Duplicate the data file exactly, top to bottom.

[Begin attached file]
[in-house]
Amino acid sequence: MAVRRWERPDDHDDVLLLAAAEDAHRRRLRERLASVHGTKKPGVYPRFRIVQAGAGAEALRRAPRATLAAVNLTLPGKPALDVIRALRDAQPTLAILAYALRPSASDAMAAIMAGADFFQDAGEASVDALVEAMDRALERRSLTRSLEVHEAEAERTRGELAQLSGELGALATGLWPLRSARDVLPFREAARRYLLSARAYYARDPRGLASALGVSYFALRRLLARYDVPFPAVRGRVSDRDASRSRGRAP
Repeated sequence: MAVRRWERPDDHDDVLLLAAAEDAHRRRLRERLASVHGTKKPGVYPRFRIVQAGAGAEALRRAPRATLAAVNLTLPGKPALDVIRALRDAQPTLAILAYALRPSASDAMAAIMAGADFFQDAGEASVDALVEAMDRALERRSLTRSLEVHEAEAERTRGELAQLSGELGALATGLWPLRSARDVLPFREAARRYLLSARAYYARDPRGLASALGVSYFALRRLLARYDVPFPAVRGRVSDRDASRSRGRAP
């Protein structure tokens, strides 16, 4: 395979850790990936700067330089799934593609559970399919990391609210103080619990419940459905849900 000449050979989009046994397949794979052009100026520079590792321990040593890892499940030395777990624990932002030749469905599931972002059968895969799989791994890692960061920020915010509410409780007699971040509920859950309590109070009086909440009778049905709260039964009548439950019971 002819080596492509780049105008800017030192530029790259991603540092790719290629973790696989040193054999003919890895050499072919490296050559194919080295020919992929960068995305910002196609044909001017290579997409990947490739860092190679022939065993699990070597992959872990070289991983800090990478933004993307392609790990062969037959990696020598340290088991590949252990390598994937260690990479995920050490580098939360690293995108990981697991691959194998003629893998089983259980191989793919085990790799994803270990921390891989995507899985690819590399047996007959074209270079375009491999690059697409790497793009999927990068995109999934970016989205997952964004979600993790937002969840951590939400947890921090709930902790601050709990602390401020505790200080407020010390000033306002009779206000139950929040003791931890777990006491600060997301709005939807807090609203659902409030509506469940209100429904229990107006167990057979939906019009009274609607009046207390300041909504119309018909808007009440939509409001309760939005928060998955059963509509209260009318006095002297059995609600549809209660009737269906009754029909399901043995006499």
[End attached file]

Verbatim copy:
[in-house]
Amino acid sequence: MAVRRWERPDDHDDVLLLAAAEDAHRRRLRERLASVHGTKKPGVYPRFRIVQAGAGAEALRRAPRATLAAVNLTLPGKPALDVIRALRDAQPTLAILAYALRPSASDAMAAIMAGADFFQDAGEASVDALVEAMDRALERRSLTRSLEVHEAEAERTRGELAQLSGELGALATGLWPLRSARDVLPFREAARRYLLSARAYYARDPRGLASALGVSYFALRRLLARYDVPFPAVRGRVSDRDASRSRGRAP
Repeated sequence: MAVRRWERPDDHDDVLLLAAAEDAHRRRLRERLASVHGTKKPGVYPRFRIVQAGAGAEALRRAPRATLAAVNLTLPGKPALDVIRALRDAQPTLAILAYALRPSASDAMAAIMAGADFFQDAGEASVDALVEAMDRALERRSLTRSLEVHEAEAERTRGELAQLSGELGALATGLWPLRSARDVLPFREAARRYLLSARAYYARDPRGLASALGVSYFALRRLLARYDVPFPAVRGRVSDRDASRSRGRAP
């Protein structure tokens, strides 16, 4: 395979850790990936700067330089799934593609559970399919990391609210103080619990419940459905849900 000449050979989009046994397949794979052009100026520079590792321990040593890892499940030395777990624990932002030749469905599931972002059968895969799989791994890692960061920020915010509410409780007699971040509920859950309590109070009086909440009778049905709260039964009548439950019971 002819080596492509780049105008800017030192530029790259991603540092790719290629973790696989040193054999003919890895050499072919490296050559194919080295020919992929960068995305910002196609044909001017290579997409990947490739860092190679022939065993699990070597992959872990070289991983800090990478933004993307392609790990062969037959990696020598340290088991590949252990390598994937260690990479995920050490580098939360690293995108990981697991691959194998003629893998089983259980191989793919085990790799994803270990921390891989995507899985690819590399047996007959074209270079375009491999690059697409790497793009999927990068995109999934970016989205997952964004979600993790937002969840951590939400947890921090709930902790601050709990602390401020505790200080407020010390000033306002009779206000139950929040003791931890777990006491600060997301709005939807807090609203659902409030509506469940209100429904229990107006167990057979939906019009009274609607009046207390300041909504119309018909808007009440939509409001309760939005928060998955059963509509209260009318006095002297059995609600549809209660009737269906009754029909399901043995006499």